Neil Young - Trans

There were many problems with 'Trans' when it was released. Critics savaged Young, not understanding one little bit him and his 'Trans' album. Geffen were dismayed, having just signed Neil for a million dollars per album. They'd eventually sue Neil for making albums that weren't characteristic of Neil Young albums!! But, that's another story. As for 'Trans', the producer David Briggs hated it. Neil wasn't entirely satisfied himself, either. 'Trans' includes two or three songs intended for an entirely different album altogether, a regular band album. It's from those sessions the opening 'Little Thing Called Love' comes from. David Geffen apparently heard what Neil was upto and was under-whelmed, thinking that Neil could do more with the songs. And, true enough, 'Little Thing Called Love' is hardly the best thing Neil has ever done. If only David Geffen had known what Neil was cooking up in his studios on the side, he'd probably have kept his mouth shut. For yes, the first Kraftwerk influenced, vocoder drenched Neil song arrives with 'Computer Age'. Neil had got a fascination with toy trains, with all aspects of new technology - due to his continuing search to make his sons life better. To discover ways of his son communicating with the outside world. The vocoder, disguising neil's vocals - was one aspect of this. Another reason Neil chose to use this hideous device was that he wanted to see what would happen if he made a bunch of recordings that didn't sound like him. Well, he managed that. The problem with the 'computer' songs here are most definitely the vocals, by the way. Neil has said in subsequent years that critics didn't understand what he was trying to do with 'Trans'. Neil hardly helped them understand however, by clouding the vocals, making the lyrics indecipherable. Neil has said of 'Transformer Man' for instance, that it was a song for his son. That if we read the lyrics we shall understand. Well, making the lyrics comprehensible and audible when we are actually listening to the song might have helped, just a little.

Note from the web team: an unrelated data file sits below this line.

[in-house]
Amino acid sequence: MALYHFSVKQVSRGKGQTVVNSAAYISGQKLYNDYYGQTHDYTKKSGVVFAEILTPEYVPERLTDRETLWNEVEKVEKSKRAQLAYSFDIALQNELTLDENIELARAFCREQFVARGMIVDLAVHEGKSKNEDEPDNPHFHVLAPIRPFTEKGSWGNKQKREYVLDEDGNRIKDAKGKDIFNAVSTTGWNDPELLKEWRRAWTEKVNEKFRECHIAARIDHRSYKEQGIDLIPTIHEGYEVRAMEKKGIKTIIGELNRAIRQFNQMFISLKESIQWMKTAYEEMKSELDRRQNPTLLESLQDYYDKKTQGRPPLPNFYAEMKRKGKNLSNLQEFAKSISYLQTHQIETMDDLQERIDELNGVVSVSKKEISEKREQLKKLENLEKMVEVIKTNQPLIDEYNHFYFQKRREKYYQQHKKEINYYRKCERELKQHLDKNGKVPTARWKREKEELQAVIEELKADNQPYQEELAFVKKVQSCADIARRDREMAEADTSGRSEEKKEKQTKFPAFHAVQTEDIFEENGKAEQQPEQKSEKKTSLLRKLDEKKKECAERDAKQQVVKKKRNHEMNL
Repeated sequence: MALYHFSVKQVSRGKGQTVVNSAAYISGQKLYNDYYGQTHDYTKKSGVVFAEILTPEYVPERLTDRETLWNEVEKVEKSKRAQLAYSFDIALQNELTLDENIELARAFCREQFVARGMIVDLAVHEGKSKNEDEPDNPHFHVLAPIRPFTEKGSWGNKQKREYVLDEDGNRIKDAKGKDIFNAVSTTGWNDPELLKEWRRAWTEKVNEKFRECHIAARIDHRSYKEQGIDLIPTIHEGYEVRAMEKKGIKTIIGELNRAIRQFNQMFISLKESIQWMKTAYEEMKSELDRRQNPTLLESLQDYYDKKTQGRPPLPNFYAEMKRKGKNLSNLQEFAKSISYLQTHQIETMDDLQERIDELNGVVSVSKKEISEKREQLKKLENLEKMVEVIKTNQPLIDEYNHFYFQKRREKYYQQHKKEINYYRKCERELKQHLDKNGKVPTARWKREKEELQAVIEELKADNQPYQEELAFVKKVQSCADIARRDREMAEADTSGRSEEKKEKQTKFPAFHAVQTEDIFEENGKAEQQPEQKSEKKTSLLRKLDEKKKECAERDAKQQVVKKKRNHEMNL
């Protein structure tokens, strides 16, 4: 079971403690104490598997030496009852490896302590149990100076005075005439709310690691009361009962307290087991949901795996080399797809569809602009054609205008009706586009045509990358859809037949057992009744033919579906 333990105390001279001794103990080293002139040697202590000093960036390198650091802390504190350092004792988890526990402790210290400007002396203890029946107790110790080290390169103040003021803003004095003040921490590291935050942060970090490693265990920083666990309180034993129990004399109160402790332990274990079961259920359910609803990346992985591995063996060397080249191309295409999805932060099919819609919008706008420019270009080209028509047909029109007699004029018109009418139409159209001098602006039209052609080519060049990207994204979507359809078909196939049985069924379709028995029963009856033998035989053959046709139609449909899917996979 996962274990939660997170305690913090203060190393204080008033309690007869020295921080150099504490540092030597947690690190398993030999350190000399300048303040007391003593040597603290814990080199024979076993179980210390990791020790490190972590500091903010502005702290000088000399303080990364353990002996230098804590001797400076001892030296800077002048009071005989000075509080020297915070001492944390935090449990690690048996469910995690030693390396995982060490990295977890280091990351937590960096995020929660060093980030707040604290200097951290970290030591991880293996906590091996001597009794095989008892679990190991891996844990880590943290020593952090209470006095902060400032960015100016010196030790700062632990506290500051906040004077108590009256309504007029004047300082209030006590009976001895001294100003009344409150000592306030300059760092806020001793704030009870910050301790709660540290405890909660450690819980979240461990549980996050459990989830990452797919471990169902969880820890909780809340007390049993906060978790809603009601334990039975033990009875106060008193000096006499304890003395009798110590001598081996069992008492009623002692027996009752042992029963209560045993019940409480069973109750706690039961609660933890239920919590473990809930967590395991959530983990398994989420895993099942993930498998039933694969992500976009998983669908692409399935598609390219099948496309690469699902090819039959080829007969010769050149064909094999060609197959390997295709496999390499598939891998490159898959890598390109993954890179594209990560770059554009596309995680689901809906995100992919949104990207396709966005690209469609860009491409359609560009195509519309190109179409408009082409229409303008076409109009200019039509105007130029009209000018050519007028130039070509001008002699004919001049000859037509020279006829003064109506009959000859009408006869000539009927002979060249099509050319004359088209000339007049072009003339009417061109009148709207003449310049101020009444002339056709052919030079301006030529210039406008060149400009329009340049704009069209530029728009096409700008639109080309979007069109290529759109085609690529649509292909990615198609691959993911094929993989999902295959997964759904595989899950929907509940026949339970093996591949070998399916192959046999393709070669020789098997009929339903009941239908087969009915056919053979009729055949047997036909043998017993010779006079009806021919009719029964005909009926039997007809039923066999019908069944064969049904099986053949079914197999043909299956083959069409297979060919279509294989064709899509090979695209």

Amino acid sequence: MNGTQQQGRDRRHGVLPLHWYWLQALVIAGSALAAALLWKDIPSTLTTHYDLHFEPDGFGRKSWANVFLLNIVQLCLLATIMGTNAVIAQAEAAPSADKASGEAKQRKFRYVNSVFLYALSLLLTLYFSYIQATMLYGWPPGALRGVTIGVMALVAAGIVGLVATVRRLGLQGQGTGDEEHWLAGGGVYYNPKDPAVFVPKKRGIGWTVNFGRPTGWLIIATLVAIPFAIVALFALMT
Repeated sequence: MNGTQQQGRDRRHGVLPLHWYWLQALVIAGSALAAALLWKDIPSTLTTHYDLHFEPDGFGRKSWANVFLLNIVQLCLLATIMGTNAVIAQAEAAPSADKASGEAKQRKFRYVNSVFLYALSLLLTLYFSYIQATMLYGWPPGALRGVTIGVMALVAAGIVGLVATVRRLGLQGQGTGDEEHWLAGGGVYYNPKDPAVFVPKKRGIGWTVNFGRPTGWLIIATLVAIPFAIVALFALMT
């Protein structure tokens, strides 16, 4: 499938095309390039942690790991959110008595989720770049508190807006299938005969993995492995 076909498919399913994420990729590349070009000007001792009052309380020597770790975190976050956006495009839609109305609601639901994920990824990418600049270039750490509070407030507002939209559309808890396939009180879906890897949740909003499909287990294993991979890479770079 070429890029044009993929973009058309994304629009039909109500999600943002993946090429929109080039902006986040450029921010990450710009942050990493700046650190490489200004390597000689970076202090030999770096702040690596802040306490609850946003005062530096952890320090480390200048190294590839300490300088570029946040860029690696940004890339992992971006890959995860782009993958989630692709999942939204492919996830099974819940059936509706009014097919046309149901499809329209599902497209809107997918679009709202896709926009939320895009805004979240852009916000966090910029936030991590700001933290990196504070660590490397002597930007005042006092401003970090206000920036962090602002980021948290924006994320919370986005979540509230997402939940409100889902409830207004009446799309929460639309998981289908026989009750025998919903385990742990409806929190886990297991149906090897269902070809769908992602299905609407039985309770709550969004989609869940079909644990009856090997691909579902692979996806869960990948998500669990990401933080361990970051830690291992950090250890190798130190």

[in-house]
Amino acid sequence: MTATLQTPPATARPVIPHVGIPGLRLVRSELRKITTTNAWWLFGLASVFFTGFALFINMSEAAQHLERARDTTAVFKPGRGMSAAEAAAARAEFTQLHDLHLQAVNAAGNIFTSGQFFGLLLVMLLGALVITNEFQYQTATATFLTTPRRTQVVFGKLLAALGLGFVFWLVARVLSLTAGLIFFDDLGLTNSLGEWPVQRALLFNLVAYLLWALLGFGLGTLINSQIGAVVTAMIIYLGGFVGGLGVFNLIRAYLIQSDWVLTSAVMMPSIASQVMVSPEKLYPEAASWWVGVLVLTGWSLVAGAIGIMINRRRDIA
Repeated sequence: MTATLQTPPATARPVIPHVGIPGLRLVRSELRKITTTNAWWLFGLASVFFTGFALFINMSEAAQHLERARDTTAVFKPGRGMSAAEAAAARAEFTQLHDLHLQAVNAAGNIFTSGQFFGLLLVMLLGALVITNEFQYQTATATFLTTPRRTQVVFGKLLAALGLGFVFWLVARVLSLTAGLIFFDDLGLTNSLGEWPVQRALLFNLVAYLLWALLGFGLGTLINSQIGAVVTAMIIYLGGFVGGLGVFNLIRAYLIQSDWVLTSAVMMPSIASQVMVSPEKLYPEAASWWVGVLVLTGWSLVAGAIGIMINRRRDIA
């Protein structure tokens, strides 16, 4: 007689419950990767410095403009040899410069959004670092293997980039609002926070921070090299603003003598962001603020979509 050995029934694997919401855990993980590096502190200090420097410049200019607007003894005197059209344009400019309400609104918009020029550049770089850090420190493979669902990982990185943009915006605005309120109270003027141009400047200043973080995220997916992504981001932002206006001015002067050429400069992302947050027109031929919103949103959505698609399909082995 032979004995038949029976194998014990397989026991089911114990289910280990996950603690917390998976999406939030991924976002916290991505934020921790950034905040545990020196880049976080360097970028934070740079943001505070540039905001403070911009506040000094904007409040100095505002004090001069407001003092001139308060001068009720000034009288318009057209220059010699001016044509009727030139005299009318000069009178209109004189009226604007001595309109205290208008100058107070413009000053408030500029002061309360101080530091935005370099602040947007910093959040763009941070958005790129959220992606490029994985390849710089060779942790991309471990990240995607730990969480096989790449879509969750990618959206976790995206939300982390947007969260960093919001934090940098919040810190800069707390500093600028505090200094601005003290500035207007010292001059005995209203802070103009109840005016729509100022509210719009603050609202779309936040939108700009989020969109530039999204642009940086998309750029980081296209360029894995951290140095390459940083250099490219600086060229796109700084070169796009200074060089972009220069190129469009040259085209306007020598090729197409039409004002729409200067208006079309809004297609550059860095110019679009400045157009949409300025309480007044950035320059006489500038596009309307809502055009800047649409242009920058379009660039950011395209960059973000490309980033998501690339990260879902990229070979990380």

The songs contain lots of mentions of trains and technology. Neil never sounds like himself, but both 'Computer Age' and 'We R In Control' do contain nice musical melodies. As for 'Transformer Man', the key song here. Well, it's actually something quite startling and special. Neil sounds like a lost and lonely alien trying to get across these emotions to an uncomprehending human race. The melody is gorgeous, the song is gorgeous. 'Computer Cowboy' sounds like a regular Neil Young Crazy Horse type of song put through a vocoder and computer blender and vomited out again. 'Hold On To Your Love' contains actually decipherable lyrics. A shame this song was chosen to feature a production enabling us to actually hear Neil's words, cos they aren't much worth hearing, for this song, anyway. 'Sample And Hold' is another song inspired by Neil's computer and toy train and technological fascination. It's quite scary sounding. One thing we have to give the guy credit for. No other artist of Neil's era, Sixties? No other artist attempted anything quite as new as 'Trans'. Neil tried to break new ground. Sure, he may not have quite managed to do that because of the various flaws the album contains. It helps if you want to break new ground if people actually listen to the record you've created without completing missing the point and hating it in the process! Oh, and yeah. Before I go. Neil re-creating the Buffalo Springfield song 'Mr Soul' as a computer-age, vocoder drenched techno track probably wasn't going to ever be the best way to please his old fans. In a word, it's truly bizarre.

Little Thing Called Love / Computer Age / We R in Control / Transformer Man / Computer Cowboy / Hold on to Your Love / Sample and Hold / Mr. Soul / Like an Inca

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